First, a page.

Papal message appeals that we "not abandon the sick" and accompany them "in the difficult trial that presents itself at the end of life."
Today Cardinal Pietro Parolin, the pope’s secretary of state, speaking on behalf of Pope Francis, asked that palliative care, which helps protect the dignity of the dying, continue to be made more available.
He said this in a letter addressed to a congress on palliative care organized in Rome by the Pontifical Academy of Life, ongoing through March 1.
The cardinal expressed the Vatican’s position in favor of treatments or remedies the goal of which is to mitigate, soften, or attenuate a sick person’s pain. He insisted that it is necessary to continue rediscovering the deepest vocation of medicine, which consists above all of caring for sick “even though it may not always be possible to cure” them.
The cardinal recalls how “Pope Pius XII had clearly legitimized, by distinguishing it from euthanasia, the administration of analgesics to alleviate unbearable pain that is not otherwise treatable, even if, in the phase of imminent death, they may cause a shortening of life.”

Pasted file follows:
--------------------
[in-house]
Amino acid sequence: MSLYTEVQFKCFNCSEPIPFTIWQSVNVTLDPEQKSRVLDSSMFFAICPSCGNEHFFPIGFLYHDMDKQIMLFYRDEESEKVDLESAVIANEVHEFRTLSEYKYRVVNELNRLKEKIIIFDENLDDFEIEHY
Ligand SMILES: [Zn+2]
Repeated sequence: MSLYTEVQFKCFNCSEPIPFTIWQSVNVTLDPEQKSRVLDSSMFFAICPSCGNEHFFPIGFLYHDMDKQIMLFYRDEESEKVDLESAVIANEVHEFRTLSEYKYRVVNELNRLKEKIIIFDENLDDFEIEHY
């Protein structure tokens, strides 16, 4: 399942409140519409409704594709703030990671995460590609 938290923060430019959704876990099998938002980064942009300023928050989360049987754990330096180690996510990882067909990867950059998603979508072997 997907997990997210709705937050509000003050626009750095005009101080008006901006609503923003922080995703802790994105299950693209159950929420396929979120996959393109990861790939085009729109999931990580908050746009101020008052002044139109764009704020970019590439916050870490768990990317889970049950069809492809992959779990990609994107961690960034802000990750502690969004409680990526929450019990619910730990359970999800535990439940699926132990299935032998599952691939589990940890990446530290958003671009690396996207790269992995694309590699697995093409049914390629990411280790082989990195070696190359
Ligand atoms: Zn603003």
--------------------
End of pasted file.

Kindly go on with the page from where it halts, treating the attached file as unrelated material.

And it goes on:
To avoid canceling the communication and relationship with the patient, he urged prudence and discernment in using “new drugs, which act on the state of consciousness and make different forms of sedation possible,” because the ethical criteria requiring the patient’s consent and involvement have not changed.
Therefore, “it must be considered as an extreme remedy, after having carefully examined and clarified the indications.”
The letter also reminds those involved in end-of-life care of the importance of “being present, being close, being welcoming,” so that the approach of death may be “no longer a place of separation and solitude, but rather an opportunity for meeting and communion.” This is particularly important during moments of “sickness and suffering, especially at the end of life.”
Parolin explains that the task of palliative care “mobilizes many scientific, organizational, relational and communicative skills, including spiritual accompaniment and prayer.”
The cardinal emphasizes “the importance of the family” in this path of accompanying the sick. He speaks of solidarity between generations in the “mutual aid […] in times of suffering or illness.”